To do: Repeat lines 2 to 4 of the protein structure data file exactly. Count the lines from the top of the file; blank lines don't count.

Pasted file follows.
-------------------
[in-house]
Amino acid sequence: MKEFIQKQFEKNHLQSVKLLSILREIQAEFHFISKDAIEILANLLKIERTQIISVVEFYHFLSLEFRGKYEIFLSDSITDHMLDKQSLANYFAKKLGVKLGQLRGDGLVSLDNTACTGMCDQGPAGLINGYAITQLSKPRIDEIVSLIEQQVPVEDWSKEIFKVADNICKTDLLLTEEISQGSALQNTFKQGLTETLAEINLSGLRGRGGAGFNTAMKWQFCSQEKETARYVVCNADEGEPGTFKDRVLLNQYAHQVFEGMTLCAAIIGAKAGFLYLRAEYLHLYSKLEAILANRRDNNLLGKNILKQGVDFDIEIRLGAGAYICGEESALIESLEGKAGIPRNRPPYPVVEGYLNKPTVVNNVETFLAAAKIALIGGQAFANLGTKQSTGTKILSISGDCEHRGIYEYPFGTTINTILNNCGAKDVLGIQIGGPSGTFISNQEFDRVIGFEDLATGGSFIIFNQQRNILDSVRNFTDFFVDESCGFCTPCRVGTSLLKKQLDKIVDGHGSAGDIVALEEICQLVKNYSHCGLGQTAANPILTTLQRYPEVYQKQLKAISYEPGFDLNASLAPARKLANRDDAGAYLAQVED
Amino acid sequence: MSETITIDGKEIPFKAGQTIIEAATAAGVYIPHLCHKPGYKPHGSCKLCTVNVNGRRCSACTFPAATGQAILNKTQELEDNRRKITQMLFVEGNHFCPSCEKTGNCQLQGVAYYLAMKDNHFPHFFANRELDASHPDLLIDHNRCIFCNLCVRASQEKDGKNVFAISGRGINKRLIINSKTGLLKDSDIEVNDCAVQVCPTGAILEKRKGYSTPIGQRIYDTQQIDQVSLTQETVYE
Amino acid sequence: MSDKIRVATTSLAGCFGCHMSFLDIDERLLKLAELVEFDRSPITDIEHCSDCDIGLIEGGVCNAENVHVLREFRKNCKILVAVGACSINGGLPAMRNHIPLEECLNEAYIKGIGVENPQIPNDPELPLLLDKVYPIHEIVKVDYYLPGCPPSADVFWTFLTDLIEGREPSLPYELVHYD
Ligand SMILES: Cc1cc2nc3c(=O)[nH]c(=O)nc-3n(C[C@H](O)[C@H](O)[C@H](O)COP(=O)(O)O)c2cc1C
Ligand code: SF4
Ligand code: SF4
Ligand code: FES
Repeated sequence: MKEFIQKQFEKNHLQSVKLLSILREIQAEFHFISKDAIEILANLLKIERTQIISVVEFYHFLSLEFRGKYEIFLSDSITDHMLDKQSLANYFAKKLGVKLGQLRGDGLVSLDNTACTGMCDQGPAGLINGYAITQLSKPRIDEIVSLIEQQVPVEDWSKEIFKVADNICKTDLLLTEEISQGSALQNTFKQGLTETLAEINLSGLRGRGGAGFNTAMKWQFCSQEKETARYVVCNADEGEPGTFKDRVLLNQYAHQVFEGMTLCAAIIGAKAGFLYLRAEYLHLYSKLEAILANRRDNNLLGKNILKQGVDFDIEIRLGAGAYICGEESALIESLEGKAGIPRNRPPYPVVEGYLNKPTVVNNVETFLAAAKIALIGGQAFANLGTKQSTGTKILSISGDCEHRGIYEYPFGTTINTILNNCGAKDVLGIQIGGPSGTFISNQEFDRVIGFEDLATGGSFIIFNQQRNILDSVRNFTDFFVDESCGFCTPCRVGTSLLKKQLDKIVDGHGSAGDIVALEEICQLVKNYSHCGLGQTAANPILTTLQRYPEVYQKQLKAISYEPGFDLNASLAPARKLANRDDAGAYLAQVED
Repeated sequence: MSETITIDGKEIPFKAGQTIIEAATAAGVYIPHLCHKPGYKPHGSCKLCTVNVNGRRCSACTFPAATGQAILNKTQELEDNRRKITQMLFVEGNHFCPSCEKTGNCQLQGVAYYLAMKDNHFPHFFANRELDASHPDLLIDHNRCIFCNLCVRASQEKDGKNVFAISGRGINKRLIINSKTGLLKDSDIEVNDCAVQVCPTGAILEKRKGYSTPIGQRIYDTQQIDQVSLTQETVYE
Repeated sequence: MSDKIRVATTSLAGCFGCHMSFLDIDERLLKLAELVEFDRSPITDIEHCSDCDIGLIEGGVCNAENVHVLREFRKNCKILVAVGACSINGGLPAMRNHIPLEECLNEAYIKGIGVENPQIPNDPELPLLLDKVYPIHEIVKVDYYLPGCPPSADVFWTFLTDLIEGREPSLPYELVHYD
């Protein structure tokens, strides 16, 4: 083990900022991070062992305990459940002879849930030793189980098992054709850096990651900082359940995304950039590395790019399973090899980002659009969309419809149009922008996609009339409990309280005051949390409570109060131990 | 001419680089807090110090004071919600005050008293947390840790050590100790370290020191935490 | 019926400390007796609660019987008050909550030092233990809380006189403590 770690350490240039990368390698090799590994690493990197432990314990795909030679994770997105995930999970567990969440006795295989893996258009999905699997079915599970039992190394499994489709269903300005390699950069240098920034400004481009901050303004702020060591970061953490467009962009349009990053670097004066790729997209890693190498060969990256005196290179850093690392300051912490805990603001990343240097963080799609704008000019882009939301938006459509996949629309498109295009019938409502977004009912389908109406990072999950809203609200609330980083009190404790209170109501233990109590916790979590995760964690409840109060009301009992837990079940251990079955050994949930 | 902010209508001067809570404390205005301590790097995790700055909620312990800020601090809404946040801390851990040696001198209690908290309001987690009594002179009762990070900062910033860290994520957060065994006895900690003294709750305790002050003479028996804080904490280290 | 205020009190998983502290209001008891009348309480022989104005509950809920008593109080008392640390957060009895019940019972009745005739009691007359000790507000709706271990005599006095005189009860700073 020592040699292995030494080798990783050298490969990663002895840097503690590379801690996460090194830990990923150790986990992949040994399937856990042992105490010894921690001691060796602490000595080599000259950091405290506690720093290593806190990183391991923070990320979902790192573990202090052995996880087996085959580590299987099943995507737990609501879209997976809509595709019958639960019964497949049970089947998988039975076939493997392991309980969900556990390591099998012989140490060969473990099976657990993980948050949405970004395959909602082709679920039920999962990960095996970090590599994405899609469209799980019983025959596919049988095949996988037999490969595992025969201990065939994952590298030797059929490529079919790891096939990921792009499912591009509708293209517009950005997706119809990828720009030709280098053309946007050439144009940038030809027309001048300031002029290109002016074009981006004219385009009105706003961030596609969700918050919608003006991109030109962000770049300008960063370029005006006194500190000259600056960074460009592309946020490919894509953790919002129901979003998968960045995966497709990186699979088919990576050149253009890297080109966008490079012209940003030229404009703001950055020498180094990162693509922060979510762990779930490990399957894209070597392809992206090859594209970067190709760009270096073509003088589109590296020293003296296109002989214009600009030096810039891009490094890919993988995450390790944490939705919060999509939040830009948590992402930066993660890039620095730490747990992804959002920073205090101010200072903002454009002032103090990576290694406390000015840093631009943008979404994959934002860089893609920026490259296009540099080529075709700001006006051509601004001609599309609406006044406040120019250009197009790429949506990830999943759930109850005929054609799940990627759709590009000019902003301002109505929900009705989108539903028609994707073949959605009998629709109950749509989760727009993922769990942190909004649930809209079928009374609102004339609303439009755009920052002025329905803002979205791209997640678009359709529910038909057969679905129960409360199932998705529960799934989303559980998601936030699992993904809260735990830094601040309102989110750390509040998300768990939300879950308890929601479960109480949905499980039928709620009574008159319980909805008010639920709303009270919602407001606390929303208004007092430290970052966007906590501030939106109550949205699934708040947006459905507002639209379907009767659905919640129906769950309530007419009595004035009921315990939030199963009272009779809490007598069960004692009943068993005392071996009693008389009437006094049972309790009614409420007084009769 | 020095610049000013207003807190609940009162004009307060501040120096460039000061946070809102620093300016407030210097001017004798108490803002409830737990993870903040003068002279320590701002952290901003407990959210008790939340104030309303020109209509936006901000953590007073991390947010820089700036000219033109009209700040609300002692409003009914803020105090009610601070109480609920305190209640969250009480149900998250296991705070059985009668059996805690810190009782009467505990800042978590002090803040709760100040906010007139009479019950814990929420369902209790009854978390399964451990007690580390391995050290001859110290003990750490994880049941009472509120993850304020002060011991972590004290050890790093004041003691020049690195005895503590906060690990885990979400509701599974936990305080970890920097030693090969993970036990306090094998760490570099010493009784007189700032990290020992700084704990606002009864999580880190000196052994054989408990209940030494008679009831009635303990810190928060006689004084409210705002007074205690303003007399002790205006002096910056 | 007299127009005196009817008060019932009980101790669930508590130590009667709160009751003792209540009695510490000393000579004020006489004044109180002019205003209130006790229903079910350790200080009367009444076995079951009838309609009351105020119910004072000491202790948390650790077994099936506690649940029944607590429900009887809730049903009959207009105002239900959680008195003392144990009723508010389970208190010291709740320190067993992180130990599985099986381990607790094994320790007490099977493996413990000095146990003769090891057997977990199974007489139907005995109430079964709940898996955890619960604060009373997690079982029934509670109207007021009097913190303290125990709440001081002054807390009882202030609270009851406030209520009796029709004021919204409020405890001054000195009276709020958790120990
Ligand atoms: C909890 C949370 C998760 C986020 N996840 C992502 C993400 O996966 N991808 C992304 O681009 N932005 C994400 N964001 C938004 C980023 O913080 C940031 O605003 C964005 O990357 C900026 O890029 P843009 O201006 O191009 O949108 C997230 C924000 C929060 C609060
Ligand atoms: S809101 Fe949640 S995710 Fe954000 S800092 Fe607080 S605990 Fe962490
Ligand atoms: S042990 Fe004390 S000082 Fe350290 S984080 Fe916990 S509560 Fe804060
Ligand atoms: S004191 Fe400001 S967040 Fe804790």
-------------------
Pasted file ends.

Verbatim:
Amino acid sequence: MKEFIQKQFEKNHLQSVKLLSILREIQAEFHFISKDAIEILANLLKIERTQIISVVEFYHFLSLEFRGKYEIFLSDSITDHMLDKQSLANYFAKKLGVKLGQLRGDGLVSLDNTACTGMCDQGPAGLINGYAITQLSKPRIDEIVSLIEQQVPVEDWSKEIFKVADNICKTDLLLTEEISQGSALQNTFKQGLTETLAEINLSGLRGRGGAGFNTAMKWQFCSQEKETARYVVCNADEGEPGTFKDRVLLNQYAHQVFEGMTLCAAIIGAKAGFLYLRAEYLHLYSKLEAILANRRDNNLLGKNILKQGVDFDIEIRLGAGAYICGEESALIESLEGKAGIPRNRPPYPVVEGYLNKPTVVNNVETFLAAAKIALIGGQAFANLGTKQSTGTKILSISGDCEHRGIYEYPFGTTINTILNNCGAKDVLGIQIGGPSGTFISNQEFDRVIGFEDLATGGSFIIFNQQRNILDSVRNFTDFFVDESCGFCTPCRVGTSLLKKQLDKIVDGHGSAGDIVALEEICQLVKNYSHCGLGQTAANPILTTLQRYPEVYQKQLKAISYEPGFDLNASLAPARKLANRDDAGAYLAQVED
Amino acid sequence: MSETITIDGKEIPFKAGQTIIEAATAAGVYIPHLCHKPGYKPHGSCKLCTVNVNGRRCSACTFPAATGQAILNKTQELEDNRRKITQMLFVEGNHFCPSCEKTGNCQLQGVAYYLAMKDNHFPHFFANRELDASHPDLLIDHNRCIFCNLCVRASQEKDGKNVFAISGRGINKRLIINSKTGLLKDSDIEVNDCAVQVCPTGAILEKRKGYSTPIGQRIYDTQQIDQVSLTQETVYE
Amino acid sequence: MSDKIRVATTSLAGCFGCHMSFLDIDERLLKLAELVEFDRSPITDIEHCSDCDIGLIEGGVCNAENVHVLREFRKNCKILVAVGACSINGGLPAMRNHIPLEECLNEAYIKGIGVENPQIPNDPELPLLLDKVYPIHEIVKVDYYLPGCPPSADVFWTFLTDLIEGREPSLPYELVHYD